• If you’re in England, call the NHS Volunteer Responders service on 0808 196 3646 to arrange for a volunteer to collect and deliver your shopping and medicines.
  • Contact your local pharmacy to see if a volunteer could drop off prescriptions for you.
  • Join local online communities, for example on Facebook – there may be local people who can help. Many areas also have groups of volunteers – find your nearest local group on the COVID-19 Mutual Aid UK website.
  • Contact charities, for example Citizens Advice or Age UK, to find out if they have any local advice or plans to help.
  • Contact your local council. They should be able to help you get groceries and medicines.

If you currently use, or think you may need to use, a food bank, these are continuing to provide as much support as they can. The Trussell Trust and the Independent Food Aid Network have information about local food banks.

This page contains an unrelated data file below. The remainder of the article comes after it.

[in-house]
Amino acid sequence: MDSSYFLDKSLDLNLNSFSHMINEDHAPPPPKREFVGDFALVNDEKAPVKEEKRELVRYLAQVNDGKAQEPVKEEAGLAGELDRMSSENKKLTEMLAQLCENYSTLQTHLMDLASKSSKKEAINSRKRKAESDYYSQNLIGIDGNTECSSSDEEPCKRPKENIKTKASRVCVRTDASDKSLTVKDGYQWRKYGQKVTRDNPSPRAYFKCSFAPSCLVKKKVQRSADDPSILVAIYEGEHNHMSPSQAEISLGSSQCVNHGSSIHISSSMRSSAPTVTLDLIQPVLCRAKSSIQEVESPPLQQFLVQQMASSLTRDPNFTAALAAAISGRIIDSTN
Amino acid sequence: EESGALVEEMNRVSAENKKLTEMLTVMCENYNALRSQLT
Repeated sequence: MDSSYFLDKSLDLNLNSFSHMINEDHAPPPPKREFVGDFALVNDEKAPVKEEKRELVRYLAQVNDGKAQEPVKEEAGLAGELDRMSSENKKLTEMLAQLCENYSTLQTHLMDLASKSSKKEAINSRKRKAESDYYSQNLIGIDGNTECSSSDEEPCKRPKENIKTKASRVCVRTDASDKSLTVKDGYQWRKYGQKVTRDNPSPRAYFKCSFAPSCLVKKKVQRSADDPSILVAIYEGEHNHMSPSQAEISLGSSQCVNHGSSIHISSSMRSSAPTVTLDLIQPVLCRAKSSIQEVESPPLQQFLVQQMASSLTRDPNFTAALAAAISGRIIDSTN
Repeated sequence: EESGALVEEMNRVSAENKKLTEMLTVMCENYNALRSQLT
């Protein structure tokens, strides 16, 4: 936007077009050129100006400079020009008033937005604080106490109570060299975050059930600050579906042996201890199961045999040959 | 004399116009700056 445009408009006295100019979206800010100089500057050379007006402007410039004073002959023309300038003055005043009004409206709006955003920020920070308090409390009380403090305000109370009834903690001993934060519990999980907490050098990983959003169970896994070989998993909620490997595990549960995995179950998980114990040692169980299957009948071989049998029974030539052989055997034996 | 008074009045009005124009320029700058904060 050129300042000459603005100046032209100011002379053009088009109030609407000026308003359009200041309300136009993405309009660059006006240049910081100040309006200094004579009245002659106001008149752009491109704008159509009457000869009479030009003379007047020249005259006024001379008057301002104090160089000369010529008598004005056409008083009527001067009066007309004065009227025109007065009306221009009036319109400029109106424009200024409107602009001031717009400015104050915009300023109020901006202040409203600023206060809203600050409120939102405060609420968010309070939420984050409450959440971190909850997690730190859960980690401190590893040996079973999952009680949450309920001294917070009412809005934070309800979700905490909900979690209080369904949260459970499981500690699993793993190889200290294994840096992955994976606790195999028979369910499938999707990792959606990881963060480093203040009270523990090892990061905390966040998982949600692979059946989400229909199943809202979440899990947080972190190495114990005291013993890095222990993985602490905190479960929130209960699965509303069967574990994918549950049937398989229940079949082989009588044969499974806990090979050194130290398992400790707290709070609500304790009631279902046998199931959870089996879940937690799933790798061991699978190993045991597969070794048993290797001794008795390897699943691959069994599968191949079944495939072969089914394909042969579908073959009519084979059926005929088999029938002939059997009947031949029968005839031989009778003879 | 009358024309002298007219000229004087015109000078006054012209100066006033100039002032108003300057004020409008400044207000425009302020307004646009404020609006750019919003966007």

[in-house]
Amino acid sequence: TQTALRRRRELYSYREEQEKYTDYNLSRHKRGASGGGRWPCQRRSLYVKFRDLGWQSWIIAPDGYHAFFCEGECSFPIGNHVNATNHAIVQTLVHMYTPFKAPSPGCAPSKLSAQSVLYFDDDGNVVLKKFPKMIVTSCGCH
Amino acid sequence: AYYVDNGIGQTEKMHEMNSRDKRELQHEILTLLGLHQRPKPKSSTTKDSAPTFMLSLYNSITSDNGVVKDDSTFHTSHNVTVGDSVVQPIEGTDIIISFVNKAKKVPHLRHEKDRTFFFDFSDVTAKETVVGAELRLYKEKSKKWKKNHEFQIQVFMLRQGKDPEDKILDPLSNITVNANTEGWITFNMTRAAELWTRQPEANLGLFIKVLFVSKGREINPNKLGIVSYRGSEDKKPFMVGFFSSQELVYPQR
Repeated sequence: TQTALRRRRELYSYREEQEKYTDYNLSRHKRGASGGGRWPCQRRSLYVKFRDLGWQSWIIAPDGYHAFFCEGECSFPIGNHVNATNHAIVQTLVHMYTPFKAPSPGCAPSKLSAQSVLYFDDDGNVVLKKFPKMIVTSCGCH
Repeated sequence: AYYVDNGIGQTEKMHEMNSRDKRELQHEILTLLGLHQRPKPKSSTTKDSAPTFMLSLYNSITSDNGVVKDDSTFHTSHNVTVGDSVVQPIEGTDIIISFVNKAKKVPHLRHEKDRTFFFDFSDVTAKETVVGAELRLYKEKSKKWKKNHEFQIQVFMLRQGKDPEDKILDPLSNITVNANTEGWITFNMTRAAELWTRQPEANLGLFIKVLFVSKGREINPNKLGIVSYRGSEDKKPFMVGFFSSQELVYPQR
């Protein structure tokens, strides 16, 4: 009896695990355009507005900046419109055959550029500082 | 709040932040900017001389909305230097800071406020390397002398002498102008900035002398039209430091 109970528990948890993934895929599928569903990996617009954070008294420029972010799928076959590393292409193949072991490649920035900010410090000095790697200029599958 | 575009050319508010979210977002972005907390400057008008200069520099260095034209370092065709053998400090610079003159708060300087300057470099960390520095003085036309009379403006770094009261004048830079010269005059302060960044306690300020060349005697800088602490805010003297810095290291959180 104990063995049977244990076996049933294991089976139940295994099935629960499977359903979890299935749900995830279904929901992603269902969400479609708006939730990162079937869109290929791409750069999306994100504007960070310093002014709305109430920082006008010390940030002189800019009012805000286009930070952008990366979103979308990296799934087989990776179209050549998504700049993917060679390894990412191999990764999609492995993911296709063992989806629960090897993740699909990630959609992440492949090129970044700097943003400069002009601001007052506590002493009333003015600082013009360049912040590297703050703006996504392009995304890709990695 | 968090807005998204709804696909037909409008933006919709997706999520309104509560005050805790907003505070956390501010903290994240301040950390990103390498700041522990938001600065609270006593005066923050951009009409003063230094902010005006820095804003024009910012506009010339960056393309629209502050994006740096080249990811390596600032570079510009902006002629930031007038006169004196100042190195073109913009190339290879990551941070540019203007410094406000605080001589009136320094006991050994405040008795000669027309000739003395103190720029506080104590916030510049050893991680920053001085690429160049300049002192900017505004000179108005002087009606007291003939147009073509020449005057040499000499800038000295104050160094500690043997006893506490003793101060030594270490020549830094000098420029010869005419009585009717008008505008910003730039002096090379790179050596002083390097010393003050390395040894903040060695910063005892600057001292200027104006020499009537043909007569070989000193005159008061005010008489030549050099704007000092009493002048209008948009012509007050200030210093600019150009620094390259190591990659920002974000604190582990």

If someone you don’t know calls and offers to pick up food or medicines, it’s best not to accept their help. Local councils have received reports of attempted scams, where a stranger offers to help buy food or medicines and then steals the person’s money.

My loved one has died, how can I get support?

When someone close to you dies, it can be very upsetting and difficult to come to terms with. But now is a particularly difficult time to lose a loved one.

Feelings of grief and sadness may be even more difficult to deal with if you’re isolating because of coronavirus. If someone you love has recently died, you’ll probably be experiencing normal feelings of grief, as well as extra uncertainty, loneliness and even anger about not being able to see other loved ones at this time.